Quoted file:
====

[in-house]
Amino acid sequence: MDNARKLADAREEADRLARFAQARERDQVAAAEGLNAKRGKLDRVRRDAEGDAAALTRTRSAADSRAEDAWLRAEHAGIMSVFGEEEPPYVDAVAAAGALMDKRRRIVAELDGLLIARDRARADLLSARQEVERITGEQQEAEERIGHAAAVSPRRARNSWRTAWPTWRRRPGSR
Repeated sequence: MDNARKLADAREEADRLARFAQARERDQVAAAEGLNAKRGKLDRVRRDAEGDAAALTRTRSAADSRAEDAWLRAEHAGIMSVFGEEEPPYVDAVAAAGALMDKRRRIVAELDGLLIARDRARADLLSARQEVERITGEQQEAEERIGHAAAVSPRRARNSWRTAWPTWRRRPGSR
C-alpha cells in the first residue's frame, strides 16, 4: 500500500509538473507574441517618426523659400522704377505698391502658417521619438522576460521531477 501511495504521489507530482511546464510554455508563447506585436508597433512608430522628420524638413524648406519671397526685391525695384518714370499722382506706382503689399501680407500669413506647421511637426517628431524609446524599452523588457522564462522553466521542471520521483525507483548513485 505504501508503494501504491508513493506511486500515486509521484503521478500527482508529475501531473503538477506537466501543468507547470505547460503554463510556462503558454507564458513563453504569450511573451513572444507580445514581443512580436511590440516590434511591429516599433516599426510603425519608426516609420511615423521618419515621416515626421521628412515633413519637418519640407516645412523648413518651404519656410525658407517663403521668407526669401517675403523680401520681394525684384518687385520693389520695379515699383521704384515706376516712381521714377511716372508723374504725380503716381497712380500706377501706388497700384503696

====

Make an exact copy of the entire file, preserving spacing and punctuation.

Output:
[in-house]
Amino acid sequence: MDNARKLADAREEADRLARFAQARERDQVAAAEGLNAKRGKLDRVRRDAEGDAAALTRTRSAADSRAEDAWLRAEHAGIMSVFGEEEPPYVDAVAAAGALMDKRRRIVAELDGLLIARDRARADLLSARQEVERITGEQQEAEERIGHAAAVSPRRARNSWRTAWPTWRRRPGSR
Repeated sequence: MDNARKLADAREEADRLARFAQARERDQVAAAEGLNAKRGKLDRVRRDAEGDAAALTRTRSAADSRAEDAWLRAEHAGIMSVFGEEEPPYVDAVAAAGALMDKRRRIVAELDGLLIARDRARADLLSARQEVERITGEQQEAEERIGHAAAVSPRRARNSWRTAWPTWRRRPGSR
C-alpha cells in the first residue's frame, strides 16, 4: 500500500509538473507574441517618426523659400522704377505698391502658417521619438522576460521531477 501511495504521489507530482511546464510554455508563447506585436508597433512608430522628420524638413524648406519671397526685391525695384518714370499722382506706382503689399501680407500669413506647421511637426517628431524609446524599452523588457522564462522553466521542471520521483525507483548513485 505504501508503494501504491508513493506511486500515486509521484503521478500527482508529475501531473503538477506537466501543468507547470505547460503554463510556462503558454507564458513563453504569450511573451513572444507580445514581443512580436511590440516590434511591429516599433516599426510603425519608426516609420511615423521618419515621416515626421521628412515633413519637418519640407516645412523648413518651404519656410525658407517663403521668407526669401517675403523680401520681394525684384518687385520693389520695379515699383521704384515706376516712381521714377511716372508723374504725380503716381497712380500706377501706388497700384503696